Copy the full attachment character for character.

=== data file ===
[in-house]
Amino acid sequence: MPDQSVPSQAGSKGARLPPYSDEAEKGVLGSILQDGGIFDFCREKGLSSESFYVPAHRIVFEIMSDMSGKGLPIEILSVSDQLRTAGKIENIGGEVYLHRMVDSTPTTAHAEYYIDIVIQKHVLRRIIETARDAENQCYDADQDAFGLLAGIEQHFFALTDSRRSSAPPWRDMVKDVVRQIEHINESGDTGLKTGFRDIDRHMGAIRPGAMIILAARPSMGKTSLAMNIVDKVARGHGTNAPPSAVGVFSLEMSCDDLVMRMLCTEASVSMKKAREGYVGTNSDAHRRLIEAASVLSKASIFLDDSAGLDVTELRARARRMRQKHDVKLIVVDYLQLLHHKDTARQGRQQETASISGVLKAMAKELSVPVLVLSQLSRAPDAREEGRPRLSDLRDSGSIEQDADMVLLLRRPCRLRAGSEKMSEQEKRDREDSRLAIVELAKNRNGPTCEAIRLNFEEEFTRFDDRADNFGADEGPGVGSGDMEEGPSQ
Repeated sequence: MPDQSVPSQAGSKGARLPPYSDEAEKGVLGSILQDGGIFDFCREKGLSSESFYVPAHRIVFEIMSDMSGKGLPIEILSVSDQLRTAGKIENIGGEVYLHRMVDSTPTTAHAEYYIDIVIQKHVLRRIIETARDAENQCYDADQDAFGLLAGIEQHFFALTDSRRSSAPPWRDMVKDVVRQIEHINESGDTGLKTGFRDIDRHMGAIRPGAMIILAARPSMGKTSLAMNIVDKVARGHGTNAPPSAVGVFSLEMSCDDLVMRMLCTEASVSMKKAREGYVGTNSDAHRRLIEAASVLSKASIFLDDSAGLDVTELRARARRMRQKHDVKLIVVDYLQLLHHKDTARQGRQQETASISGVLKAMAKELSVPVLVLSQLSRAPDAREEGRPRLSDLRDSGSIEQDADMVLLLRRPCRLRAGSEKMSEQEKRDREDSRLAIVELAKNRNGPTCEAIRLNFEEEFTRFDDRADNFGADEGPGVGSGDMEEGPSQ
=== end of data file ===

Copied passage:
[in-house]
Amino acid sequence: MPDQSVPSQAGSKGARLPPYSDEAEKGVLGSILQDGGIFDFCREKGLSSESFYVPAHRIVFEIMSDMSGKGLPIEILSVSDQLRTAGKIENIGGEVYLHRMVDSTPTTAHAEYYIDIVIQKHVLRRIIETARDAENQCYDADQDAFGLLAGIEQHFFALTDSRRSSAPPWRDMVKDVVRQIEHINESGDTGLKTGFRDIDRHMGAIRPGAMIILAARPSMGKTSLAMNIVDKVARGHGTNAPPSAVGVFSLEMSCDDLVMRMLCTEASVSMKKAREGYVGTNSDAHRRLIEAASVLSKASIFLDDSAGLDVTELRARARRMRQKHDVKLIVVDYLQLLHHKDTARQGRQQETASISGVLKAMAKELSVPVLVLSQLSRAPDAREEGRPRLSDLRDSGSIEQDADMVLLLRRPCRLRAGSEKMSEQEKRDREDSRLAIVELAKNRNGPTCEAIRLNFEEEFTRFDDRADNFGADEGPGVGSGDMEEGPSQ
Repeated sequence: MPDQSVPSQAGSKGARLPPYSDEAEKGVLGSILQDGGIFDFCREKGLSSESFYVPAHRIVFEIMSDMSGKGLPIEILSVSDQLRTAGKIENIGGEVYLHRMVDSTPTTAHAEYYIDIVIQKHVLRRIIETARDAENQCYDADQDAFGLLAGIEQHFFALTDSRRSSAPPWRDMVKDVVRQIEHINESGDTGLKTGFRDIDRHMGAIRPGAMIILAARPSMGKTSLAMNIVDKVARGHGTNAPPSAVGVFSLEMSCDDLVMRMLCTEASVSMKKAREGYVGTNSDAHRRLIEAASVLSKASIFLDDSAGLDVTELRARARRMRQKHDVKLIVVDYLQLLHHKDTARQGRQQETASISGVLKAMAKELSVPVLVLSQLSRAPDAREEGRPRLSDLRDSGSIEQDADMVLLLRRPCRLRAGSEKMSEQEKRDREDSRLAIVELAKNRNGPTCEAIRLNFEEEFTRFDDRADNFGADEGPGVGSGDMEEGPSQ